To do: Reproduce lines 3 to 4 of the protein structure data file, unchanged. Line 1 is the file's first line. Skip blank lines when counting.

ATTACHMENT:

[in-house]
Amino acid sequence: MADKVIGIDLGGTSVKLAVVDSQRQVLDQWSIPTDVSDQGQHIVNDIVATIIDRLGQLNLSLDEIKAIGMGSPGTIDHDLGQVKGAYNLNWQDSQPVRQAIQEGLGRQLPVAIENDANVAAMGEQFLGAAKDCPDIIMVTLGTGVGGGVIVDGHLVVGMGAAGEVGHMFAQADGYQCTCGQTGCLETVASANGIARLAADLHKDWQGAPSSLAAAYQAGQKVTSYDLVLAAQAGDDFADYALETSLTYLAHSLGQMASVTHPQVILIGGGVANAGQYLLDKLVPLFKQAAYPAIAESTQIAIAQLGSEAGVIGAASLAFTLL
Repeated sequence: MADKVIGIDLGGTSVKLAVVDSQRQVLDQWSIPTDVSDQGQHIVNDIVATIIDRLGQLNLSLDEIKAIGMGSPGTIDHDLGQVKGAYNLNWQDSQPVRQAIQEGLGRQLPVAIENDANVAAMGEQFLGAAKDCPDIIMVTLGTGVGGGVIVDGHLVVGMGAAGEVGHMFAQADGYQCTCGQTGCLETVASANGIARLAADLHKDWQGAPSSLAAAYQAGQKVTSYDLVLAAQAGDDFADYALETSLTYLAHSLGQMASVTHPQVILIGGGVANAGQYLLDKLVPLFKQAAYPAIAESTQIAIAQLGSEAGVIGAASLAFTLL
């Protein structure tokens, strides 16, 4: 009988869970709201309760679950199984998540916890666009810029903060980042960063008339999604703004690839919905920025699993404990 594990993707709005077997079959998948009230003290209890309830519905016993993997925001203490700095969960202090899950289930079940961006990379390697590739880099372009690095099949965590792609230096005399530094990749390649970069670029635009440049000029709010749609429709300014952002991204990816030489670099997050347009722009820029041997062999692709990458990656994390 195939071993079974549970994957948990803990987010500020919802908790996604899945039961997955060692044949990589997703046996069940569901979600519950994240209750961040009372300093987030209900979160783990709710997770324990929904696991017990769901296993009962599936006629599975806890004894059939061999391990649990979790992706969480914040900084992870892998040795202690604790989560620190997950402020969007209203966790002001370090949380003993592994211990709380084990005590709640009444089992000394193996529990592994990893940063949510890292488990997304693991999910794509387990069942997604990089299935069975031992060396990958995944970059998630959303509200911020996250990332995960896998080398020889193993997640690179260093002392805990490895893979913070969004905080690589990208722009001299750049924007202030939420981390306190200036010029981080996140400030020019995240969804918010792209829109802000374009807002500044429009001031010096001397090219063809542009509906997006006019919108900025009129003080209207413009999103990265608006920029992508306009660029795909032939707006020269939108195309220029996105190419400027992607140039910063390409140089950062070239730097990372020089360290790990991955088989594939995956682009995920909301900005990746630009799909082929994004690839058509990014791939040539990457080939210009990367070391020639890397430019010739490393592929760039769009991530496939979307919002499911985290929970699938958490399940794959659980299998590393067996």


Repeated sequence: MADKVIGIDLGGTSVKLAVVDSQRQVLDQWSIPTDVSDQGQHIVNDIVATIIDRLGQLNLSLDEIKAIGMGSPGTIDHDLGQVKGAYNLNWQDSQPVRQAIQEGLGRQLPVAIENDANVAAMGEQFLGAAKDCPDIIMVTLGTGVGGGVIVDGHLVVGMGAAGEVGHMFAQADGYQCTCGQTGCLETVASANGIARLAADLHKDWQGAPSSLAAAYQAGQKVTSYDLVLAAQAGDDFADYALETSLTYLAHSLGQMASVTHPQVILIGGGVANAGQYLLDKLVPLFKQAAYPAIAESTQIAIAQLGSEAGVIGAASLAFTLL
């Protein structure tokens, strides 16, 4: 009988869970709201309760679950199984998540916890666009810029903060980042960063008339999604703004690839919905920025699993404990 594990993707709005077997079959998948009230003290209890309830519905016993993997925001203490700095969960202090899950289930079940961006990379390697590739880099372009690095099949965590792609230096005399530094990749390649970069670029635009440049000029709010749609429709300014952002991204990816030489670099997050347009722009820029041997062999692709990458990656994390 195939071993079974549970994957948990803990987010500020919802908790996604899945039961997955060692044949990589997703046996069940569901979600519950994240209750961040009372300093987030209900979160783990709710997770324990929904696991017990769901296993009962599936006629599975806890004894059939061999391990649990979790992706969480914040900084992870892998040795202690604790989560620190997950402020969007209203966790002001370090949380003993592994211990709380084990005590709640009444089992000394193996529990592994990893940063949510890292488990997304693991999910794509387990069942997604990089299935069975031992060396990958995944970059998630959303509200911020996250990332995960896998080398020889193993997640690179260093002392805990490895893979913070969004905080690589990208722009001299750049924007202030939420981390306190200036010029981080996140400030020019995240969804918010792209829109802000374009807002500044429009001031010096001397090219063809542009509906997006006019919108900025009129003080209207413009999103990265608006920029992508306009660029795909032939707006020269939108195309220029996105190419400027992607140039910063390409140089950062070239730097990372020089360290790990991955088989594939995956682009995920909301900005990746630009799909082929994004690839058509990014791939040539990457080939210009990367070391020639890397430019010739490393592929760039769009991530496939979307919002499911985290929970699938958490399940794959659980299998590393067996």